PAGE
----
Breakdown has that one asset vital to any great suspense thriller: a tremendous hook. Right from the opening frames the film builds a queasy tension and never lets up over the remaining 90 minutes.
Said hook is planted brilliantly by director/co-writer Jonathan Mostow (Terminator 3), who hits on the Hitchcockian notion that withholding information from both the protagonist and the audience will increase the sense of dread. ‘I’m looking for my wife’, fish-out-of-water Jeff Taylor (Kurt Russell) explains to the clientele of a backwater desert diner. Jeff has agreed to meet his spouse, Amy (Kathleen Quinlan) at the diner following some car trouble during a cross-country move to California. He expects to meet her there because she hitched a lift to the diner ahead of him with an ostensibly friendly trucker, ‘Red’ Barr (JT Walsh). What could possibly go wrong?
Don’t speak too soon. Because the diner’s surly bartender proves genuinely ignorant to Amy’s whereabouts. Either that or he’s hiding something. Regardless, Amy isn’t there. ‘Looks like she got away from you, cowboy’, a local woman caws at Jeff, whose nervous smile barely masks a sense of mounting unease. Where has his wife got to? Stepping outside into the vast desert (which, perversely, has now gained a sense of claustrophobic menace), one senses the screws being tightened ruthlessly by the director. But to give away any more would be to ruin the surprises of this cracking thriller, arguably one of the most underrated of the 90s.
Suffice it to say, Jeff’s predicament rapidly worsens, especially when he finds himself up against the monstrous Walsh, whose amiable facade it turns out was indeed a cover for something far more sinister. The tightly constructed screenplay from Mostow (who reportedly got the idea while driving through Las Vegas with his wife) and Sam Montgomery is quite brilliant at placing the audience in Russell’s fevered shoes, and, alchemically, it’s also a script that plays to the star’s strengths. Always an expert at playing beleaguered, reluctant heroes (see The Thing and Executive Decision), in Breakdown, Russell gives one of his best performances.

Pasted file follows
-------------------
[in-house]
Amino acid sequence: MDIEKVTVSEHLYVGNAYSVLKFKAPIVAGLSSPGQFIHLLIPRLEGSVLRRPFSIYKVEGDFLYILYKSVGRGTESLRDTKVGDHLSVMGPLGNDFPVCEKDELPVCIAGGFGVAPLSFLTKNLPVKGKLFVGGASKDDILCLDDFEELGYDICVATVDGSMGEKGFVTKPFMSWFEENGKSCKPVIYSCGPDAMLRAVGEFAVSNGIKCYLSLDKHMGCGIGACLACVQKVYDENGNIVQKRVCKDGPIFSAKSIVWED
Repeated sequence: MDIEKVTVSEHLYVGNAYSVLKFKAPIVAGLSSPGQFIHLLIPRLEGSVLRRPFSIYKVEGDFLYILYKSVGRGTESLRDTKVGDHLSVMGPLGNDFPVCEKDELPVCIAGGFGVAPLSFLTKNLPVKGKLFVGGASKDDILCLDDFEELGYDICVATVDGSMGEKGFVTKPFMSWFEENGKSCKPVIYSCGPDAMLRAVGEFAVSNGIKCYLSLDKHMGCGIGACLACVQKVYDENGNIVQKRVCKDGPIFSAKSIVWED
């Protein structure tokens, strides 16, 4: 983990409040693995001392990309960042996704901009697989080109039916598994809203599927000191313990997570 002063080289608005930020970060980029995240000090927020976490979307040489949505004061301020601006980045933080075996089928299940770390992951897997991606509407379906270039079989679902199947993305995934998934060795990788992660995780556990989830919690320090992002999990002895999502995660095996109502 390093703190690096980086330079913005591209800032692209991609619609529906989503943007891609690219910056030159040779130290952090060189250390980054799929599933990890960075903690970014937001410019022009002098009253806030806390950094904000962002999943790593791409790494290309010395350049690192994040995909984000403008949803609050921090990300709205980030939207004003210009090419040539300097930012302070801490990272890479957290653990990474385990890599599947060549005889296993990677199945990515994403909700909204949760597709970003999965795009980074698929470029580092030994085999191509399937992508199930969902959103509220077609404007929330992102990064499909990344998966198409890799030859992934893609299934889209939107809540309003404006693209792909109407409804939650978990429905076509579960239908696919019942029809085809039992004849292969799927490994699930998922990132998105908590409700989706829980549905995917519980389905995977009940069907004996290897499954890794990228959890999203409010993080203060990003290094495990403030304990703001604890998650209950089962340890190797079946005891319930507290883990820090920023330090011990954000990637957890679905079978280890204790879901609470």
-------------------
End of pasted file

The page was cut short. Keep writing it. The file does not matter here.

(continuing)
The key to the actor’s success lies in his plausibility. Even when events spiral out of control, Russell is always believable, superb as an ordinary man caught up in circumstances which threaten to get ever more extraordinary by the moment. By filtering the action through the eyes of his frantic lead, Mostow consciously aims to present things as plausible, if not realistic per se. Of course, we know it’s all deeply silly but the director works hard to make the scenario as believable as possible.
Hence the hero is no crackshot marksman, but appears genuinely rattled when forced to use violence to find his wife. The main villain threatens to become a one-dimensional archetype, until it’s revealed that he lives a happy home life complete with wife and child. A fraught excursion beneath a moving truck is not undertaken with James Bond-style finesse but with lots of grunting, agonising and peril. Such visceral and emotional details really do lend Breakdown a compelling, nail-biting quality.
And it’s not just intimate human terror that the film portrays effectively. The agoraphobic dust bowl of the desert is also exploited brilliantly, an arid wilderness which could conceal any number of hideous secrets (in a quietly wrenching moment, Russell scans missing persons pictures at a local police station, terrified that his wife has become another statistic lost in the baking hot ether). Basil Poledouris’ nervous, rattly score is another major plus in ratcheting up the suspense.
Wearing his influences openly on his sleeve (unsurprisingly Duel comes to mind more than once), Mostow directs with confidence, flair and wit, relying on a fundamental battle between a decent hero and a truly repellent clutch of villains who really do deserve their comeuppance. Walsh, who passed away the year after the film was released, is a hulking, intimidating presence, and the perfect antagonist for Russell, backed up as he is by an equally revolting posse, brought to life by character performers Jack Noseworthy, MC Gainey and others. Ultimately, Breakdown is a daft story treated with intelligence, and a familiar thriller underscored with consummate flair and professionalism.
In other words: pure cinema.